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Contact lenses and eye drops

Cleaning contact lenses by soaking them in solution

Some eye drops should be avoided while wearing contact lenses. There aren't many safety data available, but be careful not to overlook additives that clearly require attention.

A summary of the compatibility between contact lenses and eye drops.

Benzalkonium chloride

Since eye drops are prone to putrefaction and contamination of chemicals, preservatives and preservatives are basically added except for single-use type eye drops. "Benzalkonium" is one of them, and it is often used as a preservative for eye drops because it has an excellent antiseptic effect and has little adverse effect on the human body under normal use.

However, since this "benzalkonium" has the property of adsorbing to water-containing soft contact lenses, if you instill it while wearing the lens, the contact time between "benzalkonium" and the cornea will become longer, causing keratitis. there is). Therefore, in the case of eye drops containing "benzalkonium", it is recommended to remove the contact lenses once before applying the eye drops, and then wait about 10 minutes after instilling the eye drops).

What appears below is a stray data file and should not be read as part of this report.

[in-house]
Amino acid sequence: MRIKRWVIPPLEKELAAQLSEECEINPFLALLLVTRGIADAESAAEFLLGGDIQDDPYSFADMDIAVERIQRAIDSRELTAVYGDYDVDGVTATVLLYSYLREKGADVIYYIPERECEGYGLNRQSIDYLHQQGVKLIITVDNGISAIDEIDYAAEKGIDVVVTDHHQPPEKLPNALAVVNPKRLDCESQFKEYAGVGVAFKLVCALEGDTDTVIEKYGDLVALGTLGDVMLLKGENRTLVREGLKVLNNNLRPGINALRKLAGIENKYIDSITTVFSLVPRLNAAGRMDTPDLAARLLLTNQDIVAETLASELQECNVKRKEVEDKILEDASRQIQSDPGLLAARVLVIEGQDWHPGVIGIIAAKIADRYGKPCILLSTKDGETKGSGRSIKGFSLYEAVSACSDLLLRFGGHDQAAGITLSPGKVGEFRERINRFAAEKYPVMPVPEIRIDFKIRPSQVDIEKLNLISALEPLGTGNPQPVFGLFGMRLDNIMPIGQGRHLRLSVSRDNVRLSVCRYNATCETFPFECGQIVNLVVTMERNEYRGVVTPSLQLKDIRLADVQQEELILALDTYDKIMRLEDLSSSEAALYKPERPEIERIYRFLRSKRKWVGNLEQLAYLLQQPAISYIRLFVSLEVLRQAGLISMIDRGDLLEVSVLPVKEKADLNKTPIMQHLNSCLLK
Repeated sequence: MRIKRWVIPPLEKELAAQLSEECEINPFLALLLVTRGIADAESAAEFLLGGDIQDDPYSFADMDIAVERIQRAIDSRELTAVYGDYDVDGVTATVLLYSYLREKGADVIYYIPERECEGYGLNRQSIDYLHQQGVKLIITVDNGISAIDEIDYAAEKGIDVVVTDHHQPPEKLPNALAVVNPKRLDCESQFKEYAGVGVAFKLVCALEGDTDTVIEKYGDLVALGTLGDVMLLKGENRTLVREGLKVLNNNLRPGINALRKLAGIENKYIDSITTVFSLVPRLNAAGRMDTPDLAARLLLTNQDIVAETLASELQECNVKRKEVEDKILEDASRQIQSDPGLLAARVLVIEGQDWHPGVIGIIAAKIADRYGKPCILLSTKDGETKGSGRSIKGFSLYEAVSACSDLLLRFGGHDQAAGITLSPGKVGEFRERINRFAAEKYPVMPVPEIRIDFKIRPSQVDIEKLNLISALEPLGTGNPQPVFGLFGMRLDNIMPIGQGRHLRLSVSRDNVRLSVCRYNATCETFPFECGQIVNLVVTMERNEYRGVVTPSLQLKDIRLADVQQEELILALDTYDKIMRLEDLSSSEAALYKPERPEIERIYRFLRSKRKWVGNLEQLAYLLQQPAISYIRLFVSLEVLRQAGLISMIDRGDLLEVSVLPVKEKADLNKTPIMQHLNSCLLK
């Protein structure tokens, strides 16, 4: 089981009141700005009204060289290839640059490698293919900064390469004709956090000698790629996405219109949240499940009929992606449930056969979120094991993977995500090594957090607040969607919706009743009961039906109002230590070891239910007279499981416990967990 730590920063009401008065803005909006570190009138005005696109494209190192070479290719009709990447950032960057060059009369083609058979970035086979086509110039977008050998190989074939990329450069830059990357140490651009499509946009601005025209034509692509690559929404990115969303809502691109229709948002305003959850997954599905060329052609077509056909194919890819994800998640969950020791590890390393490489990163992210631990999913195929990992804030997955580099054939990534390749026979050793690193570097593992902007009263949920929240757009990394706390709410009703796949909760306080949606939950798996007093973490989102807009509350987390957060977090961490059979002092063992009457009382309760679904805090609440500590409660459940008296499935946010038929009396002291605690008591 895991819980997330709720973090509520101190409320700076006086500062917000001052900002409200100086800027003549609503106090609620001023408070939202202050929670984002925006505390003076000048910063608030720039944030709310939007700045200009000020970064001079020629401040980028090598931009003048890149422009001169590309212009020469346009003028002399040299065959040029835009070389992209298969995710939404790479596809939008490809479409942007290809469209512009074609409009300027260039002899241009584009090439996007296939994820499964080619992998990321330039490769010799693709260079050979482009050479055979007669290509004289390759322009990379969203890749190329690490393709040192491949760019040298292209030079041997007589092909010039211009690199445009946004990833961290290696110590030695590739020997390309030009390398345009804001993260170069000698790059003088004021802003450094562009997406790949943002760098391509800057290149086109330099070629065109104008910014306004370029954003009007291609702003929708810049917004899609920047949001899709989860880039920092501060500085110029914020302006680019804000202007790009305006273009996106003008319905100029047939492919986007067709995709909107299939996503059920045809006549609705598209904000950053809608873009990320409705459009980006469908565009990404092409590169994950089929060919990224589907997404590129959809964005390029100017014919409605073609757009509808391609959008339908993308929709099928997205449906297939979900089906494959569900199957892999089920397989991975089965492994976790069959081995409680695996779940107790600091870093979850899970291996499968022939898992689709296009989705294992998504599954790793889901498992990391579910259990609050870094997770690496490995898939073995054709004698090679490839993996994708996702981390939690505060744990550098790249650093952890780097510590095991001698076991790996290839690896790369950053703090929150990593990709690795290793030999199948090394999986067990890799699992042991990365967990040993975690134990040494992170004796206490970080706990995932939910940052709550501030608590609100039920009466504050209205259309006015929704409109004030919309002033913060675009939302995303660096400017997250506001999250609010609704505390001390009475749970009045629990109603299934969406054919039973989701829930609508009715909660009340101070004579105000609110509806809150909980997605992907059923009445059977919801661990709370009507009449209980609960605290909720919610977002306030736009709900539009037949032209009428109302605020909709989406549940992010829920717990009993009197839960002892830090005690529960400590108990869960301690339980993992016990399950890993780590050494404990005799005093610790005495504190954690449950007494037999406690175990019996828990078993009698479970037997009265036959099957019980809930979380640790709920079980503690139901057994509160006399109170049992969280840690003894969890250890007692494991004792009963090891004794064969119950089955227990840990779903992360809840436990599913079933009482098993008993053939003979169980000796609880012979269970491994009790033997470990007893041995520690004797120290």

If this is not possible or is a hassle, you should choose eye drops that do not contain "benzalkonium".

Hard type contact lenses and eye drops

In addition, it is said that adsorption of "benzalkonium" is unlikely to occur with hard-type contact lenses, so there is no problem with eye drops while wearing them.

However, it has been reported that long-term use of eye drops containing "benzalkonium" tends to cause conjunctival hyperemia), so eye symptoms have already appeared to some extent due to hay fever and dry eyes. If you are a person or if you continue to use eye drops for a while, it is safer to choose a product that does not contain "benzalkonium" if possible.

As long as it does not contain "benzalkonium", it is not always possible to use it while wearing any contact lenses. This is because not all of the effects of each ingredient and additive contained in eye drops on the properties of various contact lenses have been clarified.

For example, "boric acid" may be added to eye drops as a substitute for "benzalkonium", but this "boric acid" modifies "polyvinyl alcohol", which is the material of some colored contact lenses. It is reported to let you. Therefore, if you are using special lenses such as colored contact lenses, it is safer to avoid instillation while wearing them as much as possible, or to consult with an ophthalmologist individually.

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